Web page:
House of Commons Speaker John Bercow has ruled out another vote on Theresa May's Brexit withdrawal agreement if the motion is substantially the same as last time.
Speaker Bercow told the House of Commons: "If the Government wishes to bring forward a new proposition that is neither the same nor substantially the same as that disposed of by the House on March 12, this would be entirely in order.
"What the government cannot legitimately do is resubmit to the House the same proposition - or substantially the same proposition - as that of last week, which was rejected by 149 votes.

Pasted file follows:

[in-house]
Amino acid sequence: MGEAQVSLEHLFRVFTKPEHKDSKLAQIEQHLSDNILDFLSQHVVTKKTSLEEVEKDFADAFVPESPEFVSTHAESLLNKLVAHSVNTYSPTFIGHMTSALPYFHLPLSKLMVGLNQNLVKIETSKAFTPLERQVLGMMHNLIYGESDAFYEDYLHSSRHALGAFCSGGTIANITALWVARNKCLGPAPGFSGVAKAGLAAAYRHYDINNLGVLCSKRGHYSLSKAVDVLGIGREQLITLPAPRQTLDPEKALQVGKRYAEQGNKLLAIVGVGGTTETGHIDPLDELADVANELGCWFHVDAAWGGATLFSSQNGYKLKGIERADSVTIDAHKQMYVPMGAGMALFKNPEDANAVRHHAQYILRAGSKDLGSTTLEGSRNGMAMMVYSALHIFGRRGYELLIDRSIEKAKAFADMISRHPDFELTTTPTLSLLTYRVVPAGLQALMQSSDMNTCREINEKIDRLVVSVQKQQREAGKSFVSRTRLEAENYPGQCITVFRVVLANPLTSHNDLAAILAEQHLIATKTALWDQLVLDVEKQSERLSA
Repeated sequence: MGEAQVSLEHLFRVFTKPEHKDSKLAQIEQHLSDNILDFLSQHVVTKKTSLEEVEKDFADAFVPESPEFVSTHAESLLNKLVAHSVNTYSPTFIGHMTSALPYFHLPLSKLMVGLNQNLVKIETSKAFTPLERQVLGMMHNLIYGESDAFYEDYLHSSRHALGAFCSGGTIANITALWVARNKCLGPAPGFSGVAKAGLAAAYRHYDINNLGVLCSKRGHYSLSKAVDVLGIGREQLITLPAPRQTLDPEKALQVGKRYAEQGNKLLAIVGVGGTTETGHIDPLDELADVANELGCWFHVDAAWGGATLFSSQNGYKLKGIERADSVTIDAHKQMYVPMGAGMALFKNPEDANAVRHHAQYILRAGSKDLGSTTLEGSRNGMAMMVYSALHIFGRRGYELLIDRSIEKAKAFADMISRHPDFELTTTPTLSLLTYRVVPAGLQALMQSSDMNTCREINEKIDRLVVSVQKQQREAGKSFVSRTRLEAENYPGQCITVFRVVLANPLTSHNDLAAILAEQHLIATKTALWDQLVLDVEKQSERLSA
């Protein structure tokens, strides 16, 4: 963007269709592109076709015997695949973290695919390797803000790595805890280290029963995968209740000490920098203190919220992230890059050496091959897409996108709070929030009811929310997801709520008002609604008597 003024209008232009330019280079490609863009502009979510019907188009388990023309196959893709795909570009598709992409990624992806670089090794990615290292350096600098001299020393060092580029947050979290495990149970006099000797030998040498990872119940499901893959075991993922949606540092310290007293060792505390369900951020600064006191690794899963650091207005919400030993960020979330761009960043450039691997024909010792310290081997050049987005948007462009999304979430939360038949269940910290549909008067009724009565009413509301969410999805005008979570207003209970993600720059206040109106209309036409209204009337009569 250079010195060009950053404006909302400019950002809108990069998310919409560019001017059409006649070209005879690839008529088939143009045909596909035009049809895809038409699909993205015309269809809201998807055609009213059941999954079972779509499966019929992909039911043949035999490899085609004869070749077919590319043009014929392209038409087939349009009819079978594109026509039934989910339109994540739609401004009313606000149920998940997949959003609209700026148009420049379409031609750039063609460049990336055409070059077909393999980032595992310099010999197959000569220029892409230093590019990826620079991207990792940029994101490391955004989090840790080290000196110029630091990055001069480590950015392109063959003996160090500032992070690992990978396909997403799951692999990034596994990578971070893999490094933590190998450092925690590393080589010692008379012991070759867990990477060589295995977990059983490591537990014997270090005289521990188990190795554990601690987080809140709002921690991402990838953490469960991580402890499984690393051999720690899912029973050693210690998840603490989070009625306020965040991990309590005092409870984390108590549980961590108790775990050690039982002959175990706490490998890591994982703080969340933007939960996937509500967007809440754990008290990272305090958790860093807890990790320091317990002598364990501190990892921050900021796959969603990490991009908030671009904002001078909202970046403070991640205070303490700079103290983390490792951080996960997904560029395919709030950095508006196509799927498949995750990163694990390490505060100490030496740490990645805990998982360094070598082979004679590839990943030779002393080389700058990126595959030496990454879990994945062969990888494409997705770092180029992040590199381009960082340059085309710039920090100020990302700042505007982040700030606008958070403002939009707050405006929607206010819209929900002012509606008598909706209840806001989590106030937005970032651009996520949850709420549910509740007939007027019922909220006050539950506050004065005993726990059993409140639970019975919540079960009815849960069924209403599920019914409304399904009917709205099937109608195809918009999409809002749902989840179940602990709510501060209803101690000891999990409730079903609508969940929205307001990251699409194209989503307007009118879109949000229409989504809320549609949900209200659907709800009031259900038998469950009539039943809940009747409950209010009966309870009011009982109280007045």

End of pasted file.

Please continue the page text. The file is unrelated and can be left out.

"This ruling should not be regarded as my last word on the subject. It is simply meant to indicate the test which the government must meet in order for me to rule that a third meaningful vote can legitimately be held in this parliamentary session."
Mr Bercow said last week's second meaningful vote "did not fall foul of the convention about matters having already been decided" because there were a number of legal changes to the deal, as well as the publication of three new documents.
But he said because it has been "strongly rumoured" the government plans to attempt to schedule a third and possibly a fourth vote, he was prompted to make today's statement "to signal what would be orderly and what would not".